Last month The Observer uncovered a fake Richard Serra bathroom recently installed in a Tribeca Penthouse. Well now it looks like an authentic Serra powder room is in the works just a few blocks south, where the renowned mega-sculptor has just expanded his home. Longtime residents of 173 Duane Street, Mr. Serra and his wife Clara have just purchased the third floor of the building, city records show.
According to Halstead broker Cynthia Hepner, who once put the property on the market, Mr. Serra owns several floors in the building already, two of which that she knew of. “He used one for his studio one for living and I guess he just wanted another floor,” she explained. (The third floor was unlisted when the Serras bought it on August 25, according to the deed.)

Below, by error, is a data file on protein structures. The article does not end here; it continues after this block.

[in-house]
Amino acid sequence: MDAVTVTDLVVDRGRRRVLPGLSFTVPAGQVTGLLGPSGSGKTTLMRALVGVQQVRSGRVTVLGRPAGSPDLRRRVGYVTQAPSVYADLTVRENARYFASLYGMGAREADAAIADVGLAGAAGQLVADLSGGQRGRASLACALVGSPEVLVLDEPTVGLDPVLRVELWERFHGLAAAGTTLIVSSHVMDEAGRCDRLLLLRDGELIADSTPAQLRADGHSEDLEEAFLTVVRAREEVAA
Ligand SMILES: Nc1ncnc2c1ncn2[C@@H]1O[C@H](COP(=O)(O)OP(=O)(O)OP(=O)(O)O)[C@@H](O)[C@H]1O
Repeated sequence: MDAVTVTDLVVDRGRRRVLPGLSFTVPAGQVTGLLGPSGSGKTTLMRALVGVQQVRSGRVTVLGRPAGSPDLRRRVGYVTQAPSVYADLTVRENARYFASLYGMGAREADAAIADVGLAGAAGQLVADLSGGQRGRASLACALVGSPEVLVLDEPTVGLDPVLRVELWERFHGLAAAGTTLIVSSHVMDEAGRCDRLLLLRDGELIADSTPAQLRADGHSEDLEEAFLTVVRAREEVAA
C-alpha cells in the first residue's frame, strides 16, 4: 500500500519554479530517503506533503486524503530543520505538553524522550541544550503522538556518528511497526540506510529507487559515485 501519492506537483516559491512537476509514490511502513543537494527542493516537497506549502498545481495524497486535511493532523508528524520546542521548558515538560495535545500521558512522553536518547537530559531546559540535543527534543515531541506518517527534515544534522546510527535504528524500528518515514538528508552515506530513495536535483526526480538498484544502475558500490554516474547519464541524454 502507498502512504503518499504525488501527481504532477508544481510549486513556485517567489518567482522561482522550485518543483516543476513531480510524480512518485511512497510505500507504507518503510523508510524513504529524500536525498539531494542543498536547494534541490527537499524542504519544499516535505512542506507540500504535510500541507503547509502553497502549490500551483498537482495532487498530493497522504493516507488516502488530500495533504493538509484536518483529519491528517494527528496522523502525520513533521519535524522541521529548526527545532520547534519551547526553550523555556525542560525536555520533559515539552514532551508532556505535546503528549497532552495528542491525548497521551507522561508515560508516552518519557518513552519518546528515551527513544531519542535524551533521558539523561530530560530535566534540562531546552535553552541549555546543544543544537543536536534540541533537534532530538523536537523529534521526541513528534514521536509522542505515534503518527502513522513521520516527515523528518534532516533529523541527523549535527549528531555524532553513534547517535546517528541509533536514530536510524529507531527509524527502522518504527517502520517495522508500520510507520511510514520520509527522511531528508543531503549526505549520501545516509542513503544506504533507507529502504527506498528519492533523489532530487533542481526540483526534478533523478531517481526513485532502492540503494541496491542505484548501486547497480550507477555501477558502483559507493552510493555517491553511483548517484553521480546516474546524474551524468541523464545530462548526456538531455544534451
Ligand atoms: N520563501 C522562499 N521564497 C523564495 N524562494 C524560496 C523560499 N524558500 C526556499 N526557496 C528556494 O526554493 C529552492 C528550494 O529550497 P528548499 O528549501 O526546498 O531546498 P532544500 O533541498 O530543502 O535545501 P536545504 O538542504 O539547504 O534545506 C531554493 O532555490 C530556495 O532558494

Records on Property Shark show that in 1996 Ms. Serra applied for the permits to transform the first floor of the building from a residential space into an art studio. Another record from 1996 show that Ms. Serra asked permission “for the removal of interior partitions at the second floor.” Again, in 1998, Ms. Serra applied successfully to add a sixth floor penthouse to the building, designed by ur-gallery architect Richard Gluckman. According to phone records, they have been on the fifth floor since 1977. That leaves everything but the fourth floor in their control—it must be mighty lonely there.
The Observer called Ms. Serra, whom an assistant declined to make available.
It’s no wonder that Mr. Serra, known for his giant steel sculptures, has an affinity for the building. Ms. Hepner explained that the building was once an industrial factory. “They used to do heavy machinery and construction or something,” she told The Observer. “It’s a pretty durable building.”
According to Ms. Hepner’s old listing, the newest edition to Serra’s Duane street spread includes “original steel and wood columns and beams throughout.” Photos show vintage looking beams, nicked and discolored with wear.
The home was sold by Gilles Frydman and his wife, Monica. Mr. Frydman founded the Association of Cancer Online Resources which, according to their website, is currently based out of the Duane Street property.